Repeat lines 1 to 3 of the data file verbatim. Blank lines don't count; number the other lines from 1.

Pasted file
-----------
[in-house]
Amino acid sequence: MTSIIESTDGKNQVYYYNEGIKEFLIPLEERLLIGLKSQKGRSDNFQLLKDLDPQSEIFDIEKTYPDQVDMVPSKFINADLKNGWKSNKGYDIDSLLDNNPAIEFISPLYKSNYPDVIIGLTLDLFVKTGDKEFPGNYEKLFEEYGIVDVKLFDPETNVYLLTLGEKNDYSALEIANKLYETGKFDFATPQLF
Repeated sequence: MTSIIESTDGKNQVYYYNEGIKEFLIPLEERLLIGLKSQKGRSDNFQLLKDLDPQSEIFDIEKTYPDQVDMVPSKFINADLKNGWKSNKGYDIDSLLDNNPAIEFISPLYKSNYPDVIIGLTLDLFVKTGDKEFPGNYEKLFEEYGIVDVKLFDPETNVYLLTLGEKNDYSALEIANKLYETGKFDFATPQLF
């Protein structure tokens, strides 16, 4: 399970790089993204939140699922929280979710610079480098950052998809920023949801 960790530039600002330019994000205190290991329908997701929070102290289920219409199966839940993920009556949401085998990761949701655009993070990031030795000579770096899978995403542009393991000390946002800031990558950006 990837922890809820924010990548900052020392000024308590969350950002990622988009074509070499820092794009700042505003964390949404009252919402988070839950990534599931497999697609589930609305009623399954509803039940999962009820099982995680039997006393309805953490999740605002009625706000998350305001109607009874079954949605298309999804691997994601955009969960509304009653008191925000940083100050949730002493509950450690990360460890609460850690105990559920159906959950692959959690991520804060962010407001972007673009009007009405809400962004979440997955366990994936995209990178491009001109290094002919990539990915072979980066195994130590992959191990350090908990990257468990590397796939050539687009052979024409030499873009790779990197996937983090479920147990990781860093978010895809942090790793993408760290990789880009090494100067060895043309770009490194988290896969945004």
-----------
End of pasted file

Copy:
[in-house]
Amino acid sequence: MTSIIESTDGKNQVYYYNEGIKEFLIPLEERLLIGLKSQKGRSDNFQLLKDLDPQSEIFDIEKTYPDQVDMVPSKFINADLKNGWKSNKGYDIDSLLDNNPAIEFISPLYKSNYPDVIIGLTLDLFVKTGDKEFPGNYEKLFEEYGIVDVKLFDPETNVYLLTLGEKNDYSALEIANKLYETGKFDFATPQLF
Repeated sequence: MTSIIESTDGKNQVYYYNEGIKEFLIPLEERLLIGLKSQKGRSDNFQLLKDLDPQSEIFDIEKTYPDQVDMVPSKFINADLKNGWKSNKGYDIDSLLDNNPAIEFISPLYKSNYPDVIIGLTLDLFVKTGDKEFPGNYEKLFEEYGIVDVKLFDPETNVYLLTLGEKNDYSALEIANKLYETGKFDFATPQLF